Also, many erstwhile stock investors have settled comfortably into bonds in recent years. They're content to accept the historically lower returns from fixed income in place of the volatility inherent in stocks.
Bonds have produced exceptionally strong gains in recent years. In addition to pocketing interest payments, investors have benefited as falling interest rates have increased the underlying value of their securities.
The risk is that the process could reverse as interest rates rise, which many experts believe will happen in coming years as the economy improves.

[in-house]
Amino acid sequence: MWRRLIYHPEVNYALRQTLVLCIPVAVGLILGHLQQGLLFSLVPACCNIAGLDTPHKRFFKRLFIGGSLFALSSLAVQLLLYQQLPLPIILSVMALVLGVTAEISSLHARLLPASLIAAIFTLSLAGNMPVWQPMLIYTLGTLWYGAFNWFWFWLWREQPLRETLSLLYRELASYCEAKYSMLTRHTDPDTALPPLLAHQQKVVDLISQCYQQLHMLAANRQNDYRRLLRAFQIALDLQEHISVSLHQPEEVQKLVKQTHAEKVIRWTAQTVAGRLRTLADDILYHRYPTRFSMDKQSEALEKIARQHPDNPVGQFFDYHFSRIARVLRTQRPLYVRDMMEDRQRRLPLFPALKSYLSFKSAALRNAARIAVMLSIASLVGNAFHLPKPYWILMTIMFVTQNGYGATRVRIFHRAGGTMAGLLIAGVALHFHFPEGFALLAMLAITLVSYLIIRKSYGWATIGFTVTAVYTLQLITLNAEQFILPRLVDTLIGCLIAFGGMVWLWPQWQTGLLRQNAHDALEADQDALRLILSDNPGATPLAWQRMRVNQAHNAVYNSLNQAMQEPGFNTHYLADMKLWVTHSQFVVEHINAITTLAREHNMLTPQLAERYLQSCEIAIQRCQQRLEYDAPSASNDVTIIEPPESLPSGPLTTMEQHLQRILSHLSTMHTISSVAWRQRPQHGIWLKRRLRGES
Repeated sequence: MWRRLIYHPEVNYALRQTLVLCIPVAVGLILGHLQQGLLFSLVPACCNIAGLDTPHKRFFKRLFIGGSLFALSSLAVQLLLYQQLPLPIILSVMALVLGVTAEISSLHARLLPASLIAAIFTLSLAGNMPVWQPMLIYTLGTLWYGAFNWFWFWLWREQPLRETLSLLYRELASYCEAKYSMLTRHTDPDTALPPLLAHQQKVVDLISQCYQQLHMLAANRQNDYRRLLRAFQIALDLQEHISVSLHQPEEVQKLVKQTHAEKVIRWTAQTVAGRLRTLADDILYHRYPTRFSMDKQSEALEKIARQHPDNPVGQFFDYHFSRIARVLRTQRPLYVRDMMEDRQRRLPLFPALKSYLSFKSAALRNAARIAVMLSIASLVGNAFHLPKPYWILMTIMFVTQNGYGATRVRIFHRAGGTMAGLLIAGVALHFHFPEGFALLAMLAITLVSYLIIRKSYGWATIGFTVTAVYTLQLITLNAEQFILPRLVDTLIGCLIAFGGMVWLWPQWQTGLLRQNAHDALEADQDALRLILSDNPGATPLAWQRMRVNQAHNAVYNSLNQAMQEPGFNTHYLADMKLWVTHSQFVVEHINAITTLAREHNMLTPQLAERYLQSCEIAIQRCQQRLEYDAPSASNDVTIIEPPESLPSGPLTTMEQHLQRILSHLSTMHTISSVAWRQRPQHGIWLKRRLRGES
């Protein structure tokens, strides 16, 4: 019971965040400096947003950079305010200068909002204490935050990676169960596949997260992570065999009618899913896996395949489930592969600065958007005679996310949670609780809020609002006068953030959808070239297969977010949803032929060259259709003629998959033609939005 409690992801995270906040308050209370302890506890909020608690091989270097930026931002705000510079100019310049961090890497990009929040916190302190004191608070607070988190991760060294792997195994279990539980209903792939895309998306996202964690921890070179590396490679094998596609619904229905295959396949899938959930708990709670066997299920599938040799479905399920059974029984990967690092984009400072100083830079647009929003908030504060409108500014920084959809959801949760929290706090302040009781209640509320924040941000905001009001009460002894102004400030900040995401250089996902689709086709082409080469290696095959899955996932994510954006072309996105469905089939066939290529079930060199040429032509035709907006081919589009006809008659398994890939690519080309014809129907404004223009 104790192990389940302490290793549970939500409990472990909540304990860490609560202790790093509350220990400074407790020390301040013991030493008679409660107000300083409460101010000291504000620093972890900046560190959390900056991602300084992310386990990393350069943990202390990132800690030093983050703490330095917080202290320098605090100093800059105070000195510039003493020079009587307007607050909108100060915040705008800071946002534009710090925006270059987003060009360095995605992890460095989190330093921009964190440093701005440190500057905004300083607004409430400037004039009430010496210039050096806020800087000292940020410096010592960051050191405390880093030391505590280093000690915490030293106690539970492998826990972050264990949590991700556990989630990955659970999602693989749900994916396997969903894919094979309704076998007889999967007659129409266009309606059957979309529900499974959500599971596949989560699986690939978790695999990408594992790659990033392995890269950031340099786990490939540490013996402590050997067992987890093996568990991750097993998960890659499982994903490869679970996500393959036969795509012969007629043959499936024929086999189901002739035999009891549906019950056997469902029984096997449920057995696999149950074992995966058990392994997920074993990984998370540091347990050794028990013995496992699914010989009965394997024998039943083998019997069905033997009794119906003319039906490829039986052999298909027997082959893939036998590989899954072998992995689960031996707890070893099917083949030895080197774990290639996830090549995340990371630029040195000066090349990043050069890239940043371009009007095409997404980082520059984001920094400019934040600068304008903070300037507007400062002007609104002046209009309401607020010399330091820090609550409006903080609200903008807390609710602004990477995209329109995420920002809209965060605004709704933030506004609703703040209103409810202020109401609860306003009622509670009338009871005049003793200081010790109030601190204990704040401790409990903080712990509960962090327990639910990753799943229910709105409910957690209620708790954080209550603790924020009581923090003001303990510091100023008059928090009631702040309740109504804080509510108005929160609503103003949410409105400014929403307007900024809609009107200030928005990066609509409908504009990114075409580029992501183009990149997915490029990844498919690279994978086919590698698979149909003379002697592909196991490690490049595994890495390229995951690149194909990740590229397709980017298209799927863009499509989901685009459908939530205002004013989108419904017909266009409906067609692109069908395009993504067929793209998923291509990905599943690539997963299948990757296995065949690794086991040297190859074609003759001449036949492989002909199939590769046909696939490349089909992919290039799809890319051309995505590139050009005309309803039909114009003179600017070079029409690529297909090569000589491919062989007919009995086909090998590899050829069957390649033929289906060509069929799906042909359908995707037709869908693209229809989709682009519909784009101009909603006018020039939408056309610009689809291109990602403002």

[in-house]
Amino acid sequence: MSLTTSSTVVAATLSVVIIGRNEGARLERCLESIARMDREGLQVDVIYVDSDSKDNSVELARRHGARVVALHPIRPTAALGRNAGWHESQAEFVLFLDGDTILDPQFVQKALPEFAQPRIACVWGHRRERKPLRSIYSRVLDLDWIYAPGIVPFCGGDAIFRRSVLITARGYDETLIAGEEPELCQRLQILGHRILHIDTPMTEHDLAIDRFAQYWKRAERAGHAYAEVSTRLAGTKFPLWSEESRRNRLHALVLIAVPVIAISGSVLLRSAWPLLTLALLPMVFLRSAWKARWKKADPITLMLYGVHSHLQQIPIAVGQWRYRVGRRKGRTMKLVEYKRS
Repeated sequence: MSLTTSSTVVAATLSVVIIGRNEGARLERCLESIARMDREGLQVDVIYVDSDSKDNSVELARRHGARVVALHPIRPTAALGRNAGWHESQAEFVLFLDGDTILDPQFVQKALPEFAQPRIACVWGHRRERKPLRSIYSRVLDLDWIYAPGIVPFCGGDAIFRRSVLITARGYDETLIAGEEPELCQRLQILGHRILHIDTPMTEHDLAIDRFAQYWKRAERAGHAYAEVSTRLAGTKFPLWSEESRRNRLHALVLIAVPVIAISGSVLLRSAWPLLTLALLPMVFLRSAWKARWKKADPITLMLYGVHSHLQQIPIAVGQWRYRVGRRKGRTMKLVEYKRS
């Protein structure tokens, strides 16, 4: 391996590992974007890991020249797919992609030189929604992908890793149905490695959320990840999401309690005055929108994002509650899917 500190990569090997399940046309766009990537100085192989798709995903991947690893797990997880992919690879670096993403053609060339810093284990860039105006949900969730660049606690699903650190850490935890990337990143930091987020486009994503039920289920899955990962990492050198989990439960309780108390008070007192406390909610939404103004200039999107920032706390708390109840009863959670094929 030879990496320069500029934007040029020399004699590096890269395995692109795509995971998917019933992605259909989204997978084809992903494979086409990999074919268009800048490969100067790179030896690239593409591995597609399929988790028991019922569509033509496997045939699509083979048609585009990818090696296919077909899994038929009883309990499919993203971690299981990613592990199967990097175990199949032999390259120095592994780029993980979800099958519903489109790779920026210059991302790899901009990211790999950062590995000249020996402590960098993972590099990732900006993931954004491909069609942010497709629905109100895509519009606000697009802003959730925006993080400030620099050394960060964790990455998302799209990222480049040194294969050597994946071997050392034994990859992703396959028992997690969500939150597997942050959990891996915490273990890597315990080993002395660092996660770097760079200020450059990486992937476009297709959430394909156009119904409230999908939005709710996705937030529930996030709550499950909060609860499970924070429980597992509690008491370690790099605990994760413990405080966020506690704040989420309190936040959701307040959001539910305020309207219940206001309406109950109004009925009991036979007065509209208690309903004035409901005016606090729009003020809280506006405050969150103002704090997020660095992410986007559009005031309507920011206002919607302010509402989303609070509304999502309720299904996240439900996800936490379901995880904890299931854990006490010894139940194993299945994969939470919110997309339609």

That could deal an unexpected blow to investors who thought they were being cautious.
Experts also worry about a potential small-investor backlash if stocks slip into even a modest tailspin.
The Dow has climbed nearly 12% from mid-November and in a virtual straight line up in January. Based on history, it would be normal for share prices to give back some of their gains before resuming their advance.
"If you missed it, this might not be the right time to jump into [the market] because it's done so well," Hsu said. "People were not invested in equities when they were cheap and could be opportunistic, and they pay attention only after equities have done very well."